Giles clicked save, leaned back in his chair and let out a long contented sigh. Another 14,000 words added to his magnum opus. Giles Rees-Johnson’s: History of the Twenty First Century: The Capitalist Utopia. It was a blow-by-blow account of the last forty years from the perspective of the world’s richest and most powerful man; Giles himself.
They said history was written by the victors and Giles had taken them literally. And who was better placed than him to document this defining age? No one! Giles was the perennial victor. He’d beaten his twin brother out of the womb, come top of his class at the prestigious Harvard School of Business and had forged a business empire so vast that he currently owned more money than the rest of the globe combined. He wasn’t the one percent he was the one. Presidents bowed to him, dictators held open doors for him and the peasants in the street common folk trembled underneath the shadow of his vast tower in Manhattan.
A shot rang out in the darkness. Giles couldn’t hear the corresponding thud but he was certain there had been one. There was a time when the gunfire had bothered him but not now. It was too common. Too normal. Too boring. Giles didn’t even look up from his screen. There was no danger the gunshot could have come from anywhere. The tendrils of his Panopticon system had eyes and ears everywhere, feeding back data into the vast computer array deep beneath Rees-Johnson Tower. It had been Inspired by the prefect prison initially suggested by Jeremy Bentham in 1791. A prison where the inmates were visible at all times but had no way of knowing if anyone was actually watching them Without being able to tell whether they are being watched the inmates would natural err on the side of caution and behave themselves. Giles had naturally taken it up a notch and using machine learning had made it so that people were being watched at all times.
Businesses had paid him to spy on their employees, husbands to spy on their wives and governments on their people. His fortune practically doubled overnight, and then again next night and the next. Pretty soon he was personally the fifth highest grossing country in the world. There were calls for splitting up his companies, for investigating his taxes but they all went away after a quick search through his databases. Everyone had something to hide. As his power grew he began to use it less defensively and more offensively. Taking down a hostile government here, passing a more business friendly regulation there anything he wanted he got and what he wanted more than anything was money. All of it.
A woman’s scream tore through the silence. Startled Giles tapped at his keyboard and his manuscript was replaced by a murky shot of some derelict street. He tapped a few keys and the shot sharpened slightly as the camera adjusted for the smog. A woman dressed in filthy rags was on the floor edging back from a hulking figure wielding a club. An incomprehensible murmur came through the speakers and Giles tapped a few keys to turn up the volume.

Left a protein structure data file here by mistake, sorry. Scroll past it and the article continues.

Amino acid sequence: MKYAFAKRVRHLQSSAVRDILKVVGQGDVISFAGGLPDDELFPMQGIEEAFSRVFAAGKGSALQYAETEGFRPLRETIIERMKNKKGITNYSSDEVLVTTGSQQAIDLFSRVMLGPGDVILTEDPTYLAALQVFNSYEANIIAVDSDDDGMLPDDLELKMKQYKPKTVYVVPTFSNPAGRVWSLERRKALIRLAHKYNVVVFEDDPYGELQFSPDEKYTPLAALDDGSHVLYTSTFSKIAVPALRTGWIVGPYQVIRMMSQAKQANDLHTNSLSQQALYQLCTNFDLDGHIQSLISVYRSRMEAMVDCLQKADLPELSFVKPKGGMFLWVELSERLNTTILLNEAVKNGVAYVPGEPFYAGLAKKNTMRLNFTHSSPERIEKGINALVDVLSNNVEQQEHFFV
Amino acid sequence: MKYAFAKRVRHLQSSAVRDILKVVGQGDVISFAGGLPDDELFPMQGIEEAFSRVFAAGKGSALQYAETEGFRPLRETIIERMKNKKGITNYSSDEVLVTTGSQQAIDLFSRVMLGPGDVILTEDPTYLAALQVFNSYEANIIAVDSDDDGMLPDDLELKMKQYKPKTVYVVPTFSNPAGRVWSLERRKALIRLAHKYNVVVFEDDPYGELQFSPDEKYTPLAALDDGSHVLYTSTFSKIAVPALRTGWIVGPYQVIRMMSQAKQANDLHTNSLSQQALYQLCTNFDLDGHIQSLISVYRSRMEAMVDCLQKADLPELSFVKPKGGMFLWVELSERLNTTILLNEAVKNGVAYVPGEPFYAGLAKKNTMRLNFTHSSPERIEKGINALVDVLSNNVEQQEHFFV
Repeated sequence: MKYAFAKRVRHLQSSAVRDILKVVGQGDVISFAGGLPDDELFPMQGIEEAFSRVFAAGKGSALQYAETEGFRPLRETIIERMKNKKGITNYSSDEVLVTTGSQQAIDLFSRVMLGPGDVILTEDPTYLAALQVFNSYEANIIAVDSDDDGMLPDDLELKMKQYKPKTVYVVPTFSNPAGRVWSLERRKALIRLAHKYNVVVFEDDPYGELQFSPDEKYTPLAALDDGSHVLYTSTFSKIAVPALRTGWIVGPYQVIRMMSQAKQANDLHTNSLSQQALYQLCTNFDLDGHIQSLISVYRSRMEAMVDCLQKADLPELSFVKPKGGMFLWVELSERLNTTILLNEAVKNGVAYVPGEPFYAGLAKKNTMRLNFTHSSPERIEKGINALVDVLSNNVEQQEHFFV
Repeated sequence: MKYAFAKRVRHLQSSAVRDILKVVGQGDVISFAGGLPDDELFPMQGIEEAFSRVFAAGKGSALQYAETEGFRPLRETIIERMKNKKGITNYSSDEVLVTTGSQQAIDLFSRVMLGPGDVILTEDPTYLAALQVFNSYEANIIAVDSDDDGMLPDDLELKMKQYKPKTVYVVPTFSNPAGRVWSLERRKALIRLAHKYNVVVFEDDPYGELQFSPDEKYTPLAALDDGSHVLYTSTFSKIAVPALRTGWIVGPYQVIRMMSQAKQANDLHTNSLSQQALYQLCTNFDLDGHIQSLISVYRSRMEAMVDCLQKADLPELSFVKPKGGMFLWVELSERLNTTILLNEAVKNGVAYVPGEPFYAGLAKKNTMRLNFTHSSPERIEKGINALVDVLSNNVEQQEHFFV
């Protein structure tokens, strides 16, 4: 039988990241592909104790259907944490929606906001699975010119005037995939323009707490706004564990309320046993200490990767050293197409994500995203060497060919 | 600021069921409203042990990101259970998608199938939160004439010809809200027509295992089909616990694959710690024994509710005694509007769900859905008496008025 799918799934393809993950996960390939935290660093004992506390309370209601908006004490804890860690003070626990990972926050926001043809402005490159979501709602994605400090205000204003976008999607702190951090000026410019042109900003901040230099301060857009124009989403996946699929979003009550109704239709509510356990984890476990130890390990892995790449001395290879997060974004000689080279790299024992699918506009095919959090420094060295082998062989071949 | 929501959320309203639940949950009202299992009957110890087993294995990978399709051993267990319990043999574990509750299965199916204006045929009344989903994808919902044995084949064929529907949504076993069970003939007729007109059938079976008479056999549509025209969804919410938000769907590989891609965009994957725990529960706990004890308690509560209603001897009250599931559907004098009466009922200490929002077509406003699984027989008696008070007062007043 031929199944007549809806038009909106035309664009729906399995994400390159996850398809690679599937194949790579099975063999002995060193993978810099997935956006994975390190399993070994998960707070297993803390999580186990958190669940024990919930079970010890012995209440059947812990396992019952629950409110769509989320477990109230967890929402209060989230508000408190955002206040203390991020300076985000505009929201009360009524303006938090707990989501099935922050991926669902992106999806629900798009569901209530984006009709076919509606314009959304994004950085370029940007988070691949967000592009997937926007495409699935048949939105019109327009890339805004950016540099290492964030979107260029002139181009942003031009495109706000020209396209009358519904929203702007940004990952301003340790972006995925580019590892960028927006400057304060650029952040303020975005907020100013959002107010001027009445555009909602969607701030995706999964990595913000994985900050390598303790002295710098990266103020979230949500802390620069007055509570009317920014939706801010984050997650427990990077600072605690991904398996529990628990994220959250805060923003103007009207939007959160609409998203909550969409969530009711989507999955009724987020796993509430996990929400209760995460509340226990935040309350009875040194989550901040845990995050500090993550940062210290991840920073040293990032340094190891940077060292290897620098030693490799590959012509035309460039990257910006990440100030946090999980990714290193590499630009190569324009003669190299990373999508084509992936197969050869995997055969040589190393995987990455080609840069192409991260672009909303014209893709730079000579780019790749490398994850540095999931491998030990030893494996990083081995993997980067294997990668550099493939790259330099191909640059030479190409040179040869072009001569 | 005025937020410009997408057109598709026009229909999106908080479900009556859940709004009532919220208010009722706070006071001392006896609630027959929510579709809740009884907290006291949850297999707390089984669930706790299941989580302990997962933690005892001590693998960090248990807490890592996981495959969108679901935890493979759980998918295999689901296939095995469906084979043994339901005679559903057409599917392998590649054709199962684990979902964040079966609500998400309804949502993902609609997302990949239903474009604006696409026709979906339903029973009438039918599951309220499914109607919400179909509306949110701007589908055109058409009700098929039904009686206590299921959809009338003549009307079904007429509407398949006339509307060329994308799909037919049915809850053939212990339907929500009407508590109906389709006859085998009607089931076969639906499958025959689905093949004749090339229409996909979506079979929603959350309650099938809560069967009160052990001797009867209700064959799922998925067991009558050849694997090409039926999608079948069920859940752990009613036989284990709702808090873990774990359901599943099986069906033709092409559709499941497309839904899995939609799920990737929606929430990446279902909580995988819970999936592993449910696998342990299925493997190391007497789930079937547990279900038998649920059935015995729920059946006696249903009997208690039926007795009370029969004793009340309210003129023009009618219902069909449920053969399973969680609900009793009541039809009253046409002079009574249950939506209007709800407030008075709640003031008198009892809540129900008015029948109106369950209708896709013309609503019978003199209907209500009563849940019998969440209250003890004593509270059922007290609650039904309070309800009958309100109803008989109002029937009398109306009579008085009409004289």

“Easy now love,” said the hulking figure. “There’s no need to make this any harder than it need to be.”
“Please,” begged the woman. “I don’t have anything you need. Just leave me be.”
“That’s where you’re wrong love. You know how long it’s been since I seen a woman? Never mind a woman as fine looking as you?”
He ran a thick booted foot down her leg and she recoiled like she’d been bitten. The man just smiled and licked his lips.
“Oh, don’t be like that. It must have been a while since you’ve been with a man. Not many left nowadays. How about we just have a little fun while we still can eh?”
“If I do this do you promise you won’t hurt me?” asked the woman, her back pressed against the door behind her, no where left to run.
“Not much,” replied the man with a smile.
The woman nodded, tears running down her face.
“You won’t regret this,” said the man setting aside his club and unbuckling his belt. As he lifted what was left of the woman’s skirt and positioned himself between her legs Giles fingers hovered over the keys ready to kill the feed. Before Giles could click the button the woman sat up she and wrapped her arms around the man’s neck and whispered something in his ear. The man started to jerk and spasm, flopping like a fish in the bottom of a boat as the woman held him close then at last he fell still. The woman pulled the small knife out of the mans neck and licked the blood off the blade as the counter in the top right of the screen ticked down.
90,304. That was all that was left of the eight billion people that had called the earth home just twenty years earlier. Global warming had cause floods, famines and mass migrations. Civil unrest had lead to war which had led to more death and disease until first China then Pakistan had pressed the button and doomed the already broken Earth. All that was left now were 90,303 cockroaches scrabbling through wreckage of a broken world and above them all safe in his bunker Giles Rees-Johnson documenting it all for no one. On the screen the woman took the knife and started to butcher the corpse with the ease of long practise. Giles shuddered, clicked and few buttons and his manuscript popped back onto the screen.
Time was running out for everyone. She would be one of the last to die but soon even a predator like her would fall to radiation poisoning or starvation or some less gullible prey. Then it would just be Giles. The richest man in a broken world. The last man standing.